Archived Story

Rude says Philipp should have received the same treatment

Published 5:00pm Saturday, August 21, 2010

Curt Rude, the former Austin police captain who was terminated from his position earlier this year, said he thinks there was a double standard when it came to how the city treated him versus former chief Paul Philipp.

What really sticks out, Rude said, is what the two former employees received when they walked out the door.

Rude — who was terminated after being convicted of a felony drug crime that cost him his police license — received nothing from the city, although he did still receive his state pension.

Philipp, on the other hand, received $54,977 in unused sick time and vacation time upon retirement, the city’s finance director reported. The city also contributed money into Philipp’s state retirement account — most recently at a rate of 14 percent of the former chief’s $94,000 salary — over the years, although specific figures from that account are not public data because employees contribute as well.

Philipp retired in January after former secretary Judy Boorman filed a complaint that alleged that he pursued affairs with various women while on the clock, which she said was a misuse of public funds.

The former chief said in a statement e-mailed to the Herald on Aug. 11 that he made mistakes in his personal life, but added that he was “never derelict in my duties as Chief of Police.”

Philipp also previously stated in a press release that he retired “to spare the Austin police force additional controversy that may be divisive.”

Philipp declined a follow-up request to comment for this story.

Mayor Tom Stiehm said in an earlier interview that the decision to retire was Philipp’s alone, adding that the city never tried to push the chief out to cover the allegations up.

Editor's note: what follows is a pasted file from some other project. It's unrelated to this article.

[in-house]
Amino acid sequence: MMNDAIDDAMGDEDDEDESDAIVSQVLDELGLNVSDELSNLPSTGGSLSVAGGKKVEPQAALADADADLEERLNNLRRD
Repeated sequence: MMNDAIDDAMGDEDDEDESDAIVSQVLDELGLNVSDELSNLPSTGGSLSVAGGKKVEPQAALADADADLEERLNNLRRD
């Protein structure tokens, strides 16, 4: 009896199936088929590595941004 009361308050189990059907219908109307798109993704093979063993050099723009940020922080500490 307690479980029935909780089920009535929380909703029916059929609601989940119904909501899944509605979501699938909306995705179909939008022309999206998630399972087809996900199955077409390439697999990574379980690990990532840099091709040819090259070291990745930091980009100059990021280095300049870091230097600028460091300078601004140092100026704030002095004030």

On Thursday, Stiehm maintained that the investigation — which was handled by city attorney John Beckmann — was thorough and that had Philipp stuck around, he likely would not have been terminated as a result. That means he still would have received his retirement benefits whenever he decided to leave, the mayor said.

Instead, Stiehm said Philipp decided to retire rather than go through the investigation process, leaving the city little they could do.

“Paul owned up, I think,” Stiehm said. “He punished himself harder than we ever could have.”

However, Boorman and now Rude have claimed that the investigation should have been handled by someone outside the city. In Rude’s case, it was the work of two outside entities — the BCA and, later, the Olmsted County court system — which ultimately led to his punishment.

The mayor said the cost of an outside investigation — which would have been in the neighborhood of $10,000 to $12,000, Stiehm added — would not have been worth it in Philipp’s case, because he simply left on his own.

Stiehm and the city administrator noted it is common to bring in the city attorney’s office, especially in the early stages of an investigation. The mayor added that the same attorney — Beckmann — handled both the Rude case and the Philipp case.

Ultimately, Stiehm said the Philipp case was handled properly.

“If the (Minnesota) attorney general took a look at it, they’d say, ‘This was absolutely the way it was supposed to be done,’” the mayor said, adding the city was very careful because, “We all knew this whole thing would be under a microscope.”

But Rude said he still feels he got a raw deal. The former captain was put on leave in 2007 after he was found with prescription pills in his possession that had come from the department’s evidence room. In November 2009, he was convicted of a felony drug crime by an Olmsted County jury. Though the felony could be erased from Rude’s record if he abides by the terms of his five years of probation, the conviction alone was enough to cost him his license — and his career.